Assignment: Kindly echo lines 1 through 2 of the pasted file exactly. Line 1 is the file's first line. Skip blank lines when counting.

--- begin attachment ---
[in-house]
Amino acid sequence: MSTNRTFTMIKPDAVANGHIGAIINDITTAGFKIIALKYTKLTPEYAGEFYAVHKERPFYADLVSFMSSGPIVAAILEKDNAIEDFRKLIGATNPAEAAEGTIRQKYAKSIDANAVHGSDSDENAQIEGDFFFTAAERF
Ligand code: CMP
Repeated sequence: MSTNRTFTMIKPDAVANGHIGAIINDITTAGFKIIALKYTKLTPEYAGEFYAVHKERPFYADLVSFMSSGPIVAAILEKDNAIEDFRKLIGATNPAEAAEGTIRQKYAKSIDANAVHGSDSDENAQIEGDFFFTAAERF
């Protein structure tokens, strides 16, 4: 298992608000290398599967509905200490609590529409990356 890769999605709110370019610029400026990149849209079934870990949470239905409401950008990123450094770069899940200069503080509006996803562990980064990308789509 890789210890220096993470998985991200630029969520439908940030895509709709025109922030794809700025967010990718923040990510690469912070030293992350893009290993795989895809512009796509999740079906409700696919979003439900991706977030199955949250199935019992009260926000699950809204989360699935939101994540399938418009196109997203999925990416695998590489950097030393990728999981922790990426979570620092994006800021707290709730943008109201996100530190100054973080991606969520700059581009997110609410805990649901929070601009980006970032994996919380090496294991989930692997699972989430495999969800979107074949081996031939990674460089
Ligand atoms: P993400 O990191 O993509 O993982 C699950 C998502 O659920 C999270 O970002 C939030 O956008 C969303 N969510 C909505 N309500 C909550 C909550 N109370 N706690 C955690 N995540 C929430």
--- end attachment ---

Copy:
[in-house]
Amino acid sequence: MSTNRTFTMIKPDAVANGHIGAIINDITTAGFKIIALKYTKLTPEYAGEFYAVHKERPFYADLVSFMSSGPIVAAILEKDNAIEDFRKLIGATNPAEAAEGTIRQKYAKSIDANAVHGSDSDENAQIEGDFFFTAAERF